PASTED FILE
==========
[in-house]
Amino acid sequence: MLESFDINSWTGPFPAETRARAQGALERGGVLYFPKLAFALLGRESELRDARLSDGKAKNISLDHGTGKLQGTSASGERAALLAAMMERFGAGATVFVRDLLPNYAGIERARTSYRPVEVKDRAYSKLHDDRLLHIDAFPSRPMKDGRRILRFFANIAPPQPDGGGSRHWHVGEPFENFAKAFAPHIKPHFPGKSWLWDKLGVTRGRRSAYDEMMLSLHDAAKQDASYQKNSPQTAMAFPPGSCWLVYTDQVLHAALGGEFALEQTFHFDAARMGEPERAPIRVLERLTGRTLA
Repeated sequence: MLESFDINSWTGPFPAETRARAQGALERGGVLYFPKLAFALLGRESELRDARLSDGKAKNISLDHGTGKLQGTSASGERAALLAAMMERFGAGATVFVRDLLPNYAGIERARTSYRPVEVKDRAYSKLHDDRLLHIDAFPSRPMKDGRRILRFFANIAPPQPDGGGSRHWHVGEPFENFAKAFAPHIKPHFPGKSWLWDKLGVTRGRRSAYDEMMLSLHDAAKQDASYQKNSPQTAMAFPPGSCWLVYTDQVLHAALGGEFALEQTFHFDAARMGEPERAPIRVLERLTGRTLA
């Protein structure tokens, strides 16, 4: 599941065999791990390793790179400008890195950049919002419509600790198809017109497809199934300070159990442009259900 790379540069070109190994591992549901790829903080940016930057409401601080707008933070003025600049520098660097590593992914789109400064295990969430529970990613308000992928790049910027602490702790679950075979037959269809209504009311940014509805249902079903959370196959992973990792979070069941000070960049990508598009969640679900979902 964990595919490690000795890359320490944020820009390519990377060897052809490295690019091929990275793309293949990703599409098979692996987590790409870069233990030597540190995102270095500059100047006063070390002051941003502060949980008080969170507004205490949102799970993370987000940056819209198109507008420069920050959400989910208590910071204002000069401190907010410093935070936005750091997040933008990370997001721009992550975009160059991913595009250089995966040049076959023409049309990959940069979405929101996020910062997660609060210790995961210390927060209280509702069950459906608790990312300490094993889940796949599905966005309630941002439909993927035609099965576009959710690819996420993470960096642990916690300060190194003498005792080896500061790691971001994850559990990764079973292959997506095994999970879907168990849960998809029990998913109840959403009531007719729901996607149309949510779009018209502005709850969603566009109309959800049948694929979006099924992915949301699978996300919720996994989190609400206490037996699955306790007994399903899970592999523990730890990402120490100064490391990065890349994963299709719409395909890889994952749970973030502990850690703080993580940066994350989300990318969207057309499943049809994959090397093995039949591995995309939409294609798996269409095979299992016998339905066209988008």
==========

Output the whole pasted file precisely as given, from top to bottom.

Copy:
[in-house]
Amino acid sequence: MLESFDINSWTGPFPAETRARAQGALERGGVLYFPKLAFALLGRESELRDARLSDGKAKNISLDHGTGKLQGTSASGERAALLAAMMERFGAGATVFVRDLLPNYAGIERARTSYRPVEVKDRAYSKLHDDRLLHIDAFPSRPMKDGRRILRFFANIAPPQPDGGGSRHWHVGEPFENFAKAFAPHIKPHFPGKSWLWDKLGVTRGRRSAYDEMMLSLHDAAKQDASYQKNSPQTAMAFPPGSCWLVYTDQVLHAALGGEFALEQTFHFDAARMGEPERAPIRVLERLTGRTLA
Repeated sequence: MLESFDINSWTGPFPAETRARAQGALERGGVLYFPKLAFALLGRESELRDARLSDGKAKNISLDHGTGKLQGTSASGERAALLAAMMERFGAGATVFVRDLLPNYAGIERARTSYRPVEVKDRAYSKLHDDRLLHIDAFPSRPMKDGRRILRFFANIAPPQPDGGGSRHWHVGEPFENFAKAFAPHIKPHFPGKSWLWDKLGVTRGRRSAYDEMMLSLHDAAKQDASYQKNSPQTAMAFPPGSCWLVYTDQVLHAALGGEFALEQTFHFDAARMGEPERAPIRVLERLTGRTLA
């Protein structure tokens, strides 16, 4: 599941065999791990390793790179400008890195950049919002419509600790198809017109497809199934300070159990442009259900 790379540069070109190994591992549901790829903080940016930057409401601080707008933070003025600049520098660097590593992914789109400064295990969430529970990613308000992928790049910027602490702790679950075979037959269809209504009311940014509805249902079903959370196959992973990792979070069941000070960049990508598009969640679900979902 964990595919490690000795890359320490944020820009390519990377060897052809490295690019091929990275793309293949990703599409098979692996987590790409870069233990030597540190995102270095500059100047006063070390002051941003502060949980008080969170507004205490949102799970993370987000940056819209198109507008420069920050959400989910208590910071204002000069401190907010410093935070936005750091997040933008990370997001721009992550975009160059991913595009250089995966040049076959023409049309990959940069979405929101996020910062997660609060210790995961210390927060209280509702069950459906608790990312300490094993889940796949599905966005309630941002439909993927035609099965576009959710690819996420993470960096642990916690300060190194003498005792080896500061790691971001994850559990990764079973292959997506095994999970879907168990849960998809029990998913109840959403009531007719729901996607149309949510779009018209502005709850969603566009109309959800049948694929979006099924992915949301699978996300919720996994989190609400206490037996699955306790007994399903899970592999523990730890990402120490100064490391990065890349994963299709719409395909890889994952749970973030502990850690703080993580940066994350989300990318969207057309499943049809994959090397093995039949591995995309939409294609798996269409095979299992016998339905066209988008």